Burch Farms, Faison, N.C., has made improvements to its packing line.
The Faison, N.C.-based grower-shipper has installed an optical sorter manufactured by West Sacramento, Calif.-based Odenberg Inc., a division of Dublin, Ireland-based Odenberg Investment Ltd.
The upgraded sorting machinery should help grade sweet potatoes more precisely and catch defects workers may miss, said Jimmy Burch, Burch Farms’ co-owner.
The machinery should also more efficiently spot visual defects including dark spots and cracks and thus improve retail shipments, Burch said.
Burch Farms installed the machinery in mid-September and invested $200,000 in the equipment.
Nash Produce tests ozone for storage spuds
Nash Produce Co., Nashville, N.C., is experimenting with an ozone generator to reduce fungicide use on sweet potatoes.
Thomas Joyner, general manager, said the Food and Drug Administration-approved ozone generator essentially eliminates needing to apply fungicide to prevent soil rot in the cured potatoes shipped out of storage.
“If it is effective as I think it will be, we will essentially stop using fungicide when we ship them,” Joyner said.
“Because there’s no residue, this application can also be used on organic sweet potatoes. The ability to not have to use any fungicide is a good thing.”
The packer began using the treatment in August.
Southern Produce adds microwaveable bags
Entering the microwaveable bag category, Southern Produce Distributors Inc. launched 1.5-pound steamable bags of sweet potatoes.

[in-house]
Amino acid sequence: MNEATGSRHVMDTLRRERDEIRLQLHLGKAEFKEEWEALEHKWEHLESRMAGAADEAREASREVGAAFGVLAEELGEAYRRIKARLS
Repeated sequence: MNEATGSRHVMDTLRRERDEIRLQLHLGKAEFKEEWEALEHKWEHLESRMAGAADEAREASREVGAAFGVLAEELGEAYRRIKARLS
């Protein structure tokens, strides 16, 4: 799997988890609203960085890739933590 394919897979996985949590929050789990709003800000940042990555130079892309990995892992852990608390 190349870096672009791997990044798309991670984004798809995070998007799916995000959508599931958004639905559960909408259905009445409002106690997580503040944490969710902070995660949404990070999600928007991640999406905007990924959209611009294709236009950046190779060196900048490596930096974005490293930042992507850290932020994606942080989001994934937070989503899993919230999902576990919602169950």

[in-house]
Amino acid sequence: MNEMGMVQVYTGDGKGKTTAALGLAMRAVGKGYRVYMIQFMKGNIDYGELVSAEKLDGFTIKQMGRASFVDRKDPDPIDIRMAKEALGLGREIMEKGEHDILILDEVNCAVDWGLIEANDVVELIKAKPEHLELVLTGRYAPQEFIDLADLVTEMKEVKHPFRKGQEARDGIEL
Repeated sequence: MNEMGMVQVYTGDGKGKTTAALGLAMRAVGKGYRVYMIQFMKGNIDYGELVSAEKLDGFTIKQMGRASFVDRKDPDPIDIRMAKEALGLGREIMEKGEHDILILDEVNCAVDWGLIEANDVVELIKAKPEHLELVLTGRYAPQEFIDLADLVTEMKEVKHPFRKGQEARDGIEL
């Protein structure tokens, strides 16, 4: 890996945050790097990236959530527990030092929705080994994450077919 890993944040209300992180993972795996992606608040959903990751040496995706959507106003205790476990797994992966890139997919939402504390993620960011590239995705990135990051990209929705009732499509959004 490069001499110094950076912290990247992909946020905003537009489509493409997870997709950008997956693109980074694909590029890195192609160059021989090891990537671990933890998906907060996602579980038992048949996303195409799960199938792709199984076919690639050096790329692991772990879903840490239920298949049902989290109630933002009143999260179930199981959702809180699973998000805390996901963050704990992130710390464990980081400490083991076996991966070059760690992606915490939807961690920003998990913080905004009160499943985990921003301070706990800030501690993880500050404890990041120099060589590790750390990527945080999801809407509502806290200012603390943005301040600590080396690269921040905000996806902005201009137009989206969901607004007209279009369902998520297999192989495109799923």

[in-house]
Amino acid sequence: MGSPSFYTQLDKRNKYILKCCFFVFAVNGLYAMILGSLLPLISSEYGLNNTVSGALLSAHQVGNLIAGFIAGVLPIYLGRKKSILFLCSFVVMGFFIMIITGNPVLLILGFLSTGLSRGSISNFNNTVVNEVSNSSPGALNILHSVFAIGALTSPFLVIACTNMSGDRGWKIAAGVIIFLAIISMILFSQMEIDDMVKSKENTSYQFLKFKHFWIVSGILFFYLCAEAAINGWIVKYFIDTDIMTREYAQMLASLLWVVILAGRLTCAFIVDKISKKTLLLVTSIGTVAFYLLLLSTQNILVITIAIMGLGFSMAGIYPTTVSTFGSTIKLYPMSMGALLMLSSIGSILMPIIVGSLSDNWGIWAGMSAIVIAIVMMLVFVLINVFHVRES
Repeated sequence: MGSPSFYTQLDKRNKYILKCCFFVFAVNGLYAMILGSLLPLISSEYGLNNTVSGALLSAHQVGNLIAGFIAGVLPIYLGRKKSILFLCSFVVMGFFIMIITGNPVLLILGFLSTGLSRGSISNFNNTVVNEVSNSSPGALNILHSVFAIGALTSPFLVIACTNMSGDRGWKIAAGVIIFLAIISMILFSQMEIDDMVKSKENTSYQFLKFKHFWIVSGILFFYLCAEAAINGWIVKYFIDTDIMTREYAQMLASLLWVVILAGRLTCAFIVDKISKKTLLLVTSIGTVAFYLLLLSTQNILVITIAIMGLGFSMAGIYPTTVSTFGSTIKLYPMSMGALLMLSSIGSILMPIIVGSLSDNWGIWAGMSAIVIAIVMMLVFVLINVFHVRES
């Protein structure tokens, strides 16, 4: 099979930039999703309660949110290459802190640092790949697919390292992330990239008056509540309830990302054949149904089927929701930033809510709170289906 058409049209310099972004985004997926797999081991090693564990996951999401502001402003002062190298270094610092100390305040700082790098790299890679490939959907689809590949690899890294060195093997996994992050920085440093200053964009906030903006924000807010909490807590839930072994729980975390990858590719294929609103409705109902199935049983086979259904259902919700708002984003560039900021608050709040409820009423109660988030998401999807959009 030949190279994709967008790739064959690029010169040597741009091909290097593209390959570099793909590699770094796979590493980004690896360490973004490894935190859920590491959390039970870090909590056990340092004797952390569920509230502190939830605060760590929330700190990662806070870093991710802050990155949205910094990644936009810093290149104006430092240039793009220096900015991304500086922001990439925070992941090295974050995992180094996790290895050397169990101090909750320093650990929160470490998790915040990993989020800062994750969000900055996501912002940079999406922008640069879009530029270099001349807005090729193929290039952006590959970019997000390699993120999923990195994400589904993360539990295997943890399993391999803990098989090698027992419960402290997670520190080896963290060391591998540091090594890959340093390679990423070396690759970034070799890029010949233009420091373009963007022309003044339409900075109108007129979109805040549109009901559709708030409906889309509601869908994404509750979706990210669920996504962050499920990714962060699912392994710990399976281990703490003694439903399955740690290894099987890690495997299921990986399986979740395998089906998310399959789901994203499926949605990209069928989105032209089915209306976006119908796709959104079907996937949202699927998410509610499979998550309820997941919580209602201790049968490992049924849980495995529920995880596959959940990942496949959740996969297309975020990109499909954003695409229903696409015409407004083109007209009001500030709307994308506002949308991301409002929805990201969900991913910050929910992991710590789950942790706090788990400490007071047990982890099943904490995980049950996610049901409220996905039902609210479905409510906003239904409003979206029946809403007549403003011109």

Introduced in August, the bags hold four or five potatoes and require eight minutes of microwaving time.
The bags are marketed for consumers seeking convenience, said Stewart Precythe, president and chief executive officer of the Faison, N.C.-based grower-shipper.
“I really think this will be a hot item,” Precythe said. “It’s perfect for working mothers as well as fathers as it’s easy to microwave and prepare. They won’t have to buy four to five potatoes for the family, which can be expensive. With this one bag, they could help prepare a meal for the whole family.”
Precythe said buyers have been receptive to the product.
Vick Farms adds labels, bagging machinery
Vick Family Farms, Wilson, N.C., added bagging machinery and developed new labels.
In mid-September, the grower-shipper installed a bagging system that allows it to pack 3- and 5-pound bags.
The Giro machinery includes the capability of packing 10-pound bags, said Charlotte Vick, partner.
During the past season, Vick Family Farms added new labels.
Vick Family Farms also recently introduced its Carolina Gold label for domestic shipments.
It offers its 6-kilogram Carolina Gold cartons and Pure Gold cartons for exports.
Last fall, the operation introduced its Grande Gold label for jumbos. The company previously packed the large sweet potatoes in a standard industry box top, Vick said.
Wayne E. Bailey improves packaging
Wayne E. Bailey Produce Co. has installed bagging equipment to provide for complete overwrapped product.
In June, the Chadbourn, N.C.-based grower-shipper replaced its three bagging machines with new ones that can overwrap bags.
In the past, Wayne E. Bailey packed in bags that were overwrapped only on the top headers.
With the Giro-style packaging, the company can do full wraps, said George Wooten, president.
In other news, in August, Wayne E. Bailey launched a bag for Canadian retailers.
The overwrapped 3- and 5-pound bags include Canadian-style recipes and other product information in French through the company’s We Be Yammin’ label.